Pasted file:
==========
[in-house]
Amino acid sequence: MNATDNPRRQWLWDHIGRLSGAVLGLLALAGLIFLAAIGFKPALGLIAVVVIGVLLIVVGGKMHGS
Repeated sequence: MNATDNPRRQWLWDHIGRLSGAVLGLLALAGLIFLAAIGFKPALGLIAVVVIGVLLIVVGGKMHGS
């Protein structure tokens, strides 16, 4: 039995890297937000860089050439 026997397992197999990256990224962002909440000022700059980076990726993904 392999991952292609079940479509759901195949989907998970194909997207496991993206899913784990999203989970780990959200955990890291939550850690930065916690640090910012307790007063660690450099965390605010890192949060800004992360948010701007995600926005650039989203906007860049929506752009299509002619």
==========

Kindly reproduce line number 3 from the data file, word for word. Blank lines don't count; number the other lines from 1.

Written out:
Repeated sequence: MNATDNPRRQWLWDHIGRLSGAVLGLLALAGLIFLAAIGFKPALGLIAVVVIGVLLIVVGGKMHGS